Mark Winne

 

Community gardening and urban agriculture play important roles in promoting food security, healthy eating and a sustainable and equitable food system. For those reasons, I’m going to explore three myths that are part of the community gardening conversation.

 

Myth Number One: Community gardening nurtures human tranquility and oneness with nature. Myth Number Two: urban gardens and farms will feed a hungry world and create a slew of good-paying jobs. Myth Number Three: Gardeners and farmers exist in such a singular state of purity that they can float above the political fray and never engage with public policy.

 

Let’s dispense with the first myth—the supernatural power of community gardening to assuage the anxieties of modern life. When I lived in Hartford, I was a member of a community garden that sat on the banks of a small river and adjoined meadows that were home to cardinals, orioles and bluebirds. The riverbanks were alive with muskrats, skunks and the occasional lettuce-eating deer.

 

But early one June, a gardener discovered a large woodchuck had taken up residence inside the garden and was munching everything he could get his little paws on. The men mobilized immediately. Three volunteers located the furry interloper’s points of access and egress and stood watch with hoes and shovels at the ready. The leader, carrying a gasoline canister, found the chuck’s main entrance and filled it with petrol. Yelling, “Fire in the hole!” he dropped a full book of lit matches into the now saturated warren, sending a fireball 20 feet into the air. The singed, but still agile chuck darted for his life from one of his exits, only to be greeted by shovel-wielding gardeners who—plowshares now turned into weapons—soon dispatched the poor fellow in a most unsavory manner.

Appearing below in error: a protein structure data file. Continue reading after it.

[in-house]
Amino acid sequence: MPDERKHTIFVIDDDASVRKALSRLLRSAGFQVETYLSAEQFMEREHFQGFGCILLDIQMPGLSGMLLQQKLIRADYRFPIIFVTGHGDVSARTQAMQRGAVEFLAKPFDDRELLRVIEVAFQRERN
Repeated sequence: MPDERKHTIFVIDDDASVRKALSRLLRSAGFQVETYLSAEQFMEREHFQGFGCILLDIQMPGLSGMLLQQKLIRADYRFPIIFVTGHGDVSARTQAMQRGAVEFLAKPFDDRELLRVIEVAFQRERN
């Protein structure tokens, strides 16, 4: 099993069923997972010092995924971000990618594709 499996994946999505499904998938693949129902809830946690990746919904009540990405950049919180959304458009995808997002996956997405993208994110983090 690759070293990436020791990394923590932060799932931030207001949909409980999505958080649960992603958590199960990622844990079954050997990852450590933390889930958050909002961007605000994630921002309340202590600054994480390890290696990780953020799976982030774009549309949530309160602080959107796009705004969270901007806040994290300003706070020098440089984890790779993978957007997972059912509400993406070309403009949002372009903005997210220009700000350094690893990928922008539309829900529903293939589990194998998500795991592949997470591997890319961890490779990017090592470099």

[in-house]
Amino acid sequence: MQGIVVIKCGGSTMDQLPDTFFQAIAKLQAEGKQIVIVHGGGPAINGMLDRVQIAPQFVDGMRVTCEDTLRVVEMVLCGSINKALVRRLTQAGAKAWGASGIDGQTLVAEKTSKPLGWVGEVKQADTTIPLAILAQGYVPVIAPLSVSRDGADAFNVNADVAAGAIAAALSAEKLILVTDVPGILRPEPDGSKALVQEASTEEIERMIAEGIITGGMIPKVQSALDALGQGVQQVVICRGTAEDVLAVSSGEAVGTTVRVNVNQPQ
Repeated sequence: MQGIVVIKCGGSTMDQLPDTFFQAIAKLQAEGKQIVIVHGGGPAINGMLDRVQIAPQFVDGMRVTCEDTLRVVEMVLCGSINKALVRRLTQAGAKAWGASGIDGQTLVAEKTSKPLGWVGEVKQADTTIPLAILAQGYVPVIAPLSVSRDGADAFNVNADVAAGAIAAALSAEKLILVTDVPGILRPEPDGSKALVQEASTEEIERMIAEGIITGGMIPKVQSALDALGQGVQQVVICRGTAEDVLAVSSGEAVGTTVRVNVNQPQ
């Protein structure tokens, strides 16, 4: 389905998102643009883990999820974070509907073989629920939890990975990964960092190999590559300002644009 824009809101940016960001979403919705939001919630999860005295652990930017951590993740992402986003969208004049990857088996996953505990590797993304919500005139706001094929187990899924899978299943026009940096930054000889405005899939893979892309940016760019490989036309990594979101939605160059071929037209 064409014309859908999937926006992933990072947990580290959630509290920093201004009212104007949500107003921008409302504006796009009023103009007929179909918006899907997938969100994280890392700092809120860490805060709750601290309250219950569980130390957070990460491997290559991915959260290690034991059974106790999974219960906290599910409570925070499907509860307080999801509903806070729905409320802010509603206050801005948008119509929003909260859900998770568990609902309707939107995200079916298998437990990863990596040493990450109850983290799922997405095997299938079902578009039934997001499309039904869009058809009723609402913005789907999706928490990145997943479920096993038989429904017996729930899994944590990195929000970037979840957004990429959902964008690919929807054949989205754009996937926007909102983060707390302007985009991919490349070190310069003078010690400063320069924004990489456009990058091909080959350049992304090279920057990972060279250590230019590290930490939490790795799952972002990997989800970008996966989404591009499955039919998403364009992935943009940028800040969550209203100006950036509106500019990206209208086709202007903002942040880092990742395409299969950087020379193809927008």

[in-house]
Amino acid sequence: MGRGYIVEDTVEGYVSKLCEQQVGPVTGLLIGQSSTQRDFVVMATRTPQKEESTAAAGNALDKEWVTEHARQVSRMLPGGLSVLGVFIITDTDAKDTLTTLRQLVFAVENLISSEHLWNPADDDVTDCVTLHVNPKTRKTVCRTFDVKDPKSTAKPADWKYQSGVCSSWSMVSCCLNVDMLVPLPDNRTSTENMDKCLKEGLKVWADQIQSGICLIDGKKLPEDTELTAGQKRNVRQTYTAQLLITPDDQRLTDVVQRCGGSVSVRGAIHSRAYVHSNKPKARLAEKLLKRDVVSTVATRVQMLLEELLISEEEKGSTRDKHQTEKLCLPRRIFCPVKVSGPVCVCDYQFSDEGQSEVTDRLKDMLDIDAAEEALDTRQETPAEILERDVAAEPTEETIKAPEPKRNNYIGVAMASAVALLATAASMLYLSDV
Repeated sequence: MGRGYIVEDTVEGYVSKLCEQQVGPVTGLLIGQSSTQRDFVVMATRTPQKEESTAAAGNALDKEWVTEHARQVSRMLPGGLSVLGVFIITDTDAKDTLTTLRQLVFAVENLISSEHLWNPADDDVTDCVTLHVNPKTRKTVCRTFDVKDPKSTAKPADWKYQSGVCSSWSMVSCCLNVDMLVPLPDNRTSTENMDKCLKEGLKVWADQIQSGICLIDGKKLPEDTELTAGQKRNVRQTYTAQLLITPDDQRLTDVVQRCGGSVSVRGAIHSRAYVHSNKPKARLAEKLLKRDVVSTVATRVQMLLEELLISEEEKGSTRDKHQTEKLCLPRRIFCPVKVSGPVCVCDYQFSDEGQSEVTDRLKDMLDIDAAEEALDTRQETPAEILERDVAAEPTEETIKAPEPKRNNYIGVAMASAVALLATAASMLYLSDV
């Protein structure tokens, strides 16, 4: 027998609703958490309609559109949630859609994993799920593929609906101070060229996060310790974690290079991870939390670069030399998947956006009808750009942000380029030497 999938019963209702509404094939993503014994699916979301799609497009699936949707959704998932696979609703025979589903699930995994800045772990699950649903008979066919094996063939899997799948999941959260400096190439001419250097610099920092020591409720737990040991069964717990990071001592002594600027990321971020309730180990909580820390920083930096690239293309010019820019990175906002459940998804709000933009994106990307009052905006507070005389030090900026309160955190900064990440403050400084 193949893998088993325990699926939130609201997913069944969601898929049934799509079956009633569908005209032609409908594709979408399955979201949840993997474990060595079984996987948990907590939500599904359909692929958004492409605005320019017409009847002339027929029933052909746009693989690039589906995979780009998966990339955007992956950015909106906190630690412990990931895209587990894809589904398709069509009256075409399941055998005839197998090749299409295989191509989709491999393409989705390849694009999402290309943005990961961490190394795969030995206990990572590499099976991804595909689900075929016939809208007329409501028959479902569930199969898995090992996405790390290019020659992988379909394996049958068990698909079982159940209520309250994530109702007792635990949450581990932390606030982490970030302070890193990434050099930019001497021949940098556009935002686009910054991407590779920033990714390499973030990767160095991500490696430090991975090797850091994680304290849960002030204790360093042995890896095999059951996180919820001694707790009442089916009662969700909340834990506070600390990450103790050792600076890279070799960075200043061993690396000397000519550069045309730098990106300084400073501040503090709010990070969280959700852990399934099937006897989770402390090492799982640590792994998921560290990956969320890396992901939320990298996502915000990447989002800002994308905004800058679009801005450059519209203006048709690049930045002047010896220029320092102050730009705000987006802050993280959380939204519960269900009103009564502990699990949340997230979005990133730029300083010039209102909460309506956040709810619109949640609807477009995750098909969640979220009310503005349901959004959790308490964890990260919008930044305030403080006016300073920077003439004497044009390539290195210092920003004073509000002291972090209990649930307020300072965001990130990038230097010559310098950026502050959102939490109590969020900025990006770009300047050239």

Man’s dominance over nature was restored, and all tranquility came to a grinding halt. A recent New York Times article stated that, “If you’re a human being living in 2017 and you’re not anxious, there’s something wrong with you.” According to T, 36 percent of girls and 26 percent of boys between the ages of 13 and 17 suffer from anxiety disorder. For adults, anxiety fuels marijuana purchases that are now a $6.7 billion industry. Those who voted for Trump did so because they were anxious; those who did not are now extremely anxious.

Now more than ever we need to reaffirm the paradisiacal qualities of community gardens by slowing down to sniff the zucchini blossoms, take a Zen walk along garden paths, and savor the deliciousness of the productions of the earth.

 

Myth Number Two: Community gardening and urban agriculture will feed a hungry world and create lots of jobs. First, let’s be clear about the causes of hunger and food insecurity. They are poverty, which is itself fueled by America’s enormous wealth—and income disparities. Poverty won’t be altered by community gardens or anything other than a radical restructuring of our tax code. But that doesn’t mean that there aren’t benefits.

 

My colleagues at the Johns Hopkins Center for a Livable Future looked closely at urban agriculture and found that it:

1.     Significantly increased social capital, community well-being and civic engagement

2.     Provides a number of ecosystem services to urban areas, (e.g. one pound of food production displaces two pounds of carbon)